See meaning

To have foresight.
verb
9
1
(obsolete) A cathedra.
noun
5
2
To take care; make sure.

See that he does it right.

verb
4
0
Look; behold.
interjection
4
1
To be a spectator at; view or attend.

To see a show.

verb
3
1
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To perceive or detect with the eyes, or as if by sight.
verb
2
0
(figuratively) To understand.

Do you see what I mean?

verb
2
0
To admit to one's presence; receive.

Too ill to see anyone.

verb
1
0
(poker) To equal (the preceding bet) or equal the bet of (the preceding bettor); call.
verb
1
0
To discern objects, colors, etc. by using the eyes.

To be able to see far.

verb
1
0
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To comprehend; understand.
verb
1
0
To think over a given matter; reflect.

Let me see, where did I put it?

verb
1
0
The official seat, or center of authority, of a bishop.
noun
1
0
To form a mental picture of.
verb
1
0
To have an interview with; especially, to make a call upon; to visit.

To go to see a friend.

verb
1
0
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(by extension) To ensure that something happens, especially while witnessing it.

I'll see you hang for this! I saw that they didn't make any more trouble.

verb
1
0
(gambling) To respond to another player's bet with a bet of equal value.

I'll see your twenty dollars and raise you ten.

verb
1
0
To date frequently.

I've been seeing her for two months.

verb
1
0
(sometimes mystical) To foresee, predict, or prophesy.

The oracle saw the destruction of the city.

verb
1
0
To see is to use your eyes to look at things or that something is visible to you.

An example of see is when you get new glasses to improve your vision.

An example of see is when you spot your cousin at the mall.

verb
1
1
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The official seat, center of authority, jurisdiction, or office of a bishop.
noun
1
1
To have personal knowledge of; experience; witness; live through.

To have seen two wars.

verb
1
1
To look over; inspect; examine.

Let me see that burn.

verb
1
1
The position, authority, or jurisdiction of a bishop.
noun
1
1
(obs.) A seat of authority, esp. a throne.
noun
1
1
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A diocese, archdiocese; a region of a church, generally headed by a bishop, especially an archbishop.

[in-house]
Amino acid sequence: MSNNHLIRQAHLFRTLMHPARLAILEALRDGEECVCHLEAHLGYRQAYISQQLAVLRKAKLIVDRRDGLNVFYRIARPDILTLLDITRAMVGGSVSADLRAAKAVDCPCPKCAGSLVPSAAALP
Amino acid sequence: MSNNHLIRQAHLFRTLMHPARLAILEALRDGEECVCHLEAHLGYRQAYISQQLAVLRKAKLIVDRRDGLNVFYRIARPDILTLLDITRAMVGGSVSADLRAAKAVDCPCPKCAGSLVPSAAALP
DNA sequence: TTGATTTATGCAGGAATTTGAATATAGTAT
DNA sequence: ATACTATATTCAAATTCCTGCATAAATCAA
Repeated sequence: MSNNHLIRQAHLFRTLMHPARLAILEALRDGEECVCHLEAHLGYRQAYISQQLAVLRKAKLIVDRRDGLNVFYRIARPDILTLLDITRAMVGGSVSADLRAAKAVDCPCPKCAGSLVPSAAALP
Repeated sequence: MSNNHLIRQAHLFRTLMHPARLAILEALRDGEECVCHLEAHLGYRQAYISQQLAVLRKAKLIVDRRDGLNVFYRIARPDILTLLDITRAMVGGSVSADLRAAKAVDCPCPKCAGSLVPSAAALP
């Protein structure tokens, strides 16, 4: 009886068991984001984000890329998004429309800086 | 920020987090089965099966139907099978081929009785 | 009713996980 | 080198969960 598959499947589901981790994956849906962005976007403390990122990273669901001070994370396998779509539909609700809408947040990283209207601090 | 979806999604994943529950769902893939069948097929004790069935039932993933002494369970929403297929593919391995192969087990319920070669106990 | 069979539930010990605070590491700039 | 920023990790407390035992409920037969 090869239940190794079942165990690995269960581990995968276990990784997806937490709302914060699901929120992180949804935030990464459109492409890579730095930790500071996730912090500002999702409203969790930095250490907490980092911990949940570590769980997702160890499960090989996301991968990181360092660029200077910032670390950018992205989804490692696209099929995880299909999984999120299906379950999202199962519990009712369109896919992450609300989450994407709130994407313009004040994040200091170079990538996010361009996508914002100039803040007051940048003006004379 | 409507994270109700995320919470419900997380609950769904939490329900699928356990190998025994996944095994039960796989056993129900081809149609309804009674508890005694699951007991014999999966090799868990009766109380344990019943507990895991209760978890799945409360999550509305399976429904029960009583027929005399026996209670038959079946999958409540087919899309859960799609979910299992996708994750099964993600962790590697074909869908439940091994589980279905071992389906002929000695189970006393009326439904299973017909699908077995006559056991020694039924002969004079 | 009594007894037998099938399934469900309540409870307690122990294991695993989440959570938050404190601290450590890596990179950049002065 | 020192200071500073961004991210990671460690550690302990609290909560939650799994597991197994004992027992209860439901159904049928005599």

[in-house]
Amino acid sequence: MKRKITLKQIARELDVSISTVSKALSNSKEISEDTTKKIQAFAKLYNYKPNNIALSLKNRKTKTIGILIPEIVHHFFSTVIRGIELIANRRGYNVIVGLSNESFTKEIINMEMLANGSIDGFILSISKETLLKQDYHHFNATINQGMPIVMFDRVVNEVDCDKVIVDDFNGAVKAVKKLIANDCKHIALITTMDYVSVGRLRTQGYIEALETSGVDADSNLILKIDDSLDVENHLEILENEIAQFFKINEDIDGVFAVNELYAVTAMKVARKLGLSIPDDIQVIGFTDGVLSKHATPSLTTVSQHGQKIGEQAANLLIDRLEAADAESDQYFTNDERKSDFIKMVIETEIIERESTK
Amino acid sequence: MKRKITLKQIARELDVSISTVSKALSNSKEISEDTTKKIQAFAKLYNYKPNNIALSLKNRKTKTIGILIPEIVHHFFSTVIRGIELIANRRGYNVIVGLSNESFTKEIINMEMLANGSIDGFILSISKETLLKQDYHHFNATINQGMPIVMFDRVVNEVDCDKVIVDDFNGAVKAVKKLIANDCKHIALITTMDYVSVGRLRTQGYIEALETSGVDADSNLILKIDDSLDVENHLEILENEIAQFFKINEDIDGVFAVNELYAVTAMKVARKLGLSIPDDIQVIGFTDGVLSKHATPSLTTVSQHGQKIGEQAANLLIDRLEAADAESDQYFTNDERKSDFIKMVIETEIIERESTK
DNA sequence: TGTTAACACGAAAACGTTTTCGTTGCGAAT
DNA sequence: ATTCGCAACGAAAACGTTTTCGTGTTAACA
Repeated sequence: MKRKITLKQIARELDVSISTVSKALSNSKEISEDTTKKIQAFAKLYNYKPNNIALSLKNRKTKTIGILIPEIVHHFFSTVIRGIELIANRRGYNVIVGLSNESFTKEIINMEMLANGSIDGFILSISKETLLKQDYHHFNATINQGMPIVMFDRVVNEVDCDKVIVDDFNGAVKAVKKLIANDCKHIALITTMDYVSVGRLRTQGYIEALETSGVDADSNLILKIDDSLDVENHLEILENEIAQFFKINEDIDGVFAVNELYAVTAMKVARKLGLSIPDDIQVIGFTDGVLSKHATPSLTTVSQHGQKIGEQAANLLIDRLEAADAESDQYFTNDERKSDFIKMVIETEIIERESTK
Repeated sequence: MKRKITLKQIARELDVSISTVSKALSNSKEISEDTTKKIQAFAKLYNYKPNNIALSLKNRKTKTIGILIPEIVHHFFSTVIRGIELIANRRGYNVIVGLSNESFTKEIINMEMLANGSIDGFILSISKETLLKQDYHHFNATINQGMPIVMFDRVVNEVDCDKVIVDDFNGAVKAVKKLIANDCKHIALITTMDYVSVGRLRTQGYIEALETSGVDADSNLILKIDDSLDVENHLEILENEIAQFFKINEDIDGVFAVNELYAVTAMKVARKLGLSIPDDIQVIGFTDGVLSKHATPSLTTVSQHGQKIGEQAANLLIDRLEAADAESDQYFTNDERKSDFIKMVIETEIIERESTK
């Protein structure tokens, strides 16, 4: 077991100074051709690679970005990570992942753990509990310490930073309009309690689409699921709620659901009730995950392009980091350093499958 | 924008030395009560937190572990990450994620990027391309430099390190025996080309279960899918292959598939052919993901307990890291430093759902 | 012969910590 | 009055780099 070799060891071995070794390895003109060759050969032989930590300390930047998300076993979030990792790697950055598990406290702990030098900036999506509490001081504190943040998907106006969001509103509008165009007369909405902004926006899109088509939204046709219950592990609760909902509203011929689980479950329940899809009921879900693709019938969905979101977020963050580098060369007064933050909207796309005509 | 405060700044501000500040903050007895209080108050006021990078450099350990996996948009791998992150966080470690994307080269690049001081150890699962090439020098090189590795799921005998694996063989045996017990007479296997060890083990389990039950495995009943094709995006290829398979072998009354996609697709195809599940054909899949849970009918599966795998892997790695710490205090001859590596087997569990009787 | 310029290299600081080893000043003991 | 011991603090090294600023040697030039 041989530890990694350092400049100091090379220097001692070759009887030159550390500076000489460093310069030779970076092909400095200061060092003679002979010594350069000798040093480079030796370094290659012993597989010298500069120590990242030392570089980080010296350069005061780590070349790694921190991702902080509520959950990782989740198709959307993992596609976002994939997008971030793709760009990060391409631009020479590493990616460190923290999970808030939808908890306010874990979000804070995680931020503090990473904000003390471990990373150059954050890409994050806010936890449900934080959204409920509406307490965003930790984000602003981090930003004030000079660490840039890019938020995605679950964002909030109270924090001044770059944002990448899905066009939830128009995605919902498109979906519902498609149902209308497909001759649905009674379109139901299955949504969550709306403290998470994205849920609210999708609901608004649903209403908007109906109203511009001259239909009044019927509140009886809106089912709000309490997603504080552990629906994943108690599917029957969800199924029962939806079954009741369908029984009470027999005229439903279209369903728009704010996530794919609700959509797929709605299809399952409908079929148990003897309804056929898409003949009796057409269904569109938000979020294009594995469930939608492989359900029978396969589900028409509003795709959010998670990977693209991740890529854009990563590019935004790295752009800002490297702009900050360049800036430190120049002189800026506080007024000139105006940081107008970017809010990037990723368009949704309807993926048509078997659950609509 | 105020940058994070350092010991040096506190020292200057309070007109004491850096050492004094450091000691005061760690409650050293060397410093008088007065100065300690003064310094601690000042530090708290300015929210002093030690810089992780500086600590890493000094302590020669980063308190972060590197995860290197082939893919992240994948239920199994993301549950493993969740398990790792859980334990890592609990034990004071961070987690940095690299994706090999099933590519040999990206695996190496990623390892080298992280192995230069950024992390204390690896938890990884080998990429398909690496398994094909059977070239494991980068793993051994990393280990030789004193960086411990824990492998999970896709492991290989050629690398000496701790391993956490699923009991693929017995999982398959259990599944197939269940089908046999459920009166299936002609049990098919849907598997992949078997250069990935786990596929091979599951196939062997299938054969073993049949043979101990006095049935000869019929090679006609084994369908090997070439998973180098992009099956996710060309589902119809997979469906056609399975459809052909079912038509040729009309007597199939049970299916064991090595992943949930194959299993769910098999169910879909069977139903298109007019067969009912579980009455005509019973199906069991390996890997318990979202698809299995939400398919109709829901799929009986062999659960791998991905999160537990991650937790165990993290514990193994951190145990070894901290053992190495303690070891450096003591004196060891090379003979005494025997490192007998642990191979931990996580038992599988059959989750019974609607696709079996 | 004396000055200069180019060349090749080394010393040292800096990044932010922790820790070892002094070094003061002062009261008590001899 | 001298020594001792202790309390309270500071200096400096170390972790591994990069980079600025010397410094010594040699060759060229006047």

noun
1
1
The office of a bishop or archbishop; bishopric or archbishopric.
noun
1
1
A seat; a site; a place where sovereign power is exercised.
noun
1
1
To have the power of sight.
verb
0
0
To witness or observe by personal experience.

Now I've seen it all! Michael saw Will off at the train station.

I have been blind since birth and I love to read Braille. When the books arrive in from the library, I can't wait to see what stories they have sent me.

I saw military service in Vietnam.

verb
0
0
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(informal) see red
  • To be extremely angry.
idiom
0
0
see the light
  • To understand or realize something after a period of ignorance or misunderstanding.
  • To undergo a religious awakening or conversion.
idiom
1
0
see you later
  • Used to express goodbye.
idiom
1
0
(I'll) be seeing you
  • farewell; goodbye
idiom
1
0
see about
  • to investigate or inquire into
  • to attend to
idiom
1
0
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see after
  • to take care of; look after
idiom
0
0
see double
  • to see two of every object through inability to focus the eyes, as from drunkenness
idiom
0
0
see fit
  • to consider that it is desirable, proper, etc.
    Go if you see fit; he saw fit to sue them.
idiom
1
0
see here!
  • used to express an objection
idiom
1
0
see into
  • to investigate; look into
  • to perceive the true meaning, character, or nature of
idiom
0
0
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see off
  • to go with (another) to the place from which that person is to leave, as on a journey
idiom
0
0
(rare) see out
  • to carry out; finish; go through with
  • to wait till the end of
idiom
0
0
see through
  • to perceive the true meaning, character, or nature of
    We saw through his smooth talk.
  • to carry out to the end; finish
    To see a project through.
  • to help out or carry through a time of difficulty
    saw her through her final exams.
idiom
0
0
see to
  • to attend to
idiom
0
0
see you (later)
  • I'll be seeing you; goodbye
idiom
0
0
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Origin of see

  • Middle English from Old French se from Vulgar Latin sedem from Latin sēdēs seat sed- in Indo-European roots

    From American Heritage Dictionary of the English Language, 5th Edition

  • Middle English sen from Old English sēon sekw-2 in Indo-European roots

    From American Heritage Dictionary of the English Language, 5th Edition

  • From Middle English seen, from Old English sÄ“on (“to see, look, behold, perceive, observe, discern, understand, know"), from Proto-Germanic *sehwanÄ… (“to see"), from Proto-Indo-European *sekÊ·- (“to see, notice"). Cognate with West Frisian sjen (“to see"), Dutch zien (“to see"), Low German sehn, German sehen (“to see"), Danish and Swedish se (“to see"), and more distantly with Latin sÄ«gnum (“sign, token"), Albanian shih (“look at, see") imp. of shoh (“to see").

    From Wiktionary

  • From Latin sedes (“seat"), referring to the bishop's throne or chair (compare seat of power) in the cathedral; related to the Latin verb sedere (“to sit").

    From Wiktionary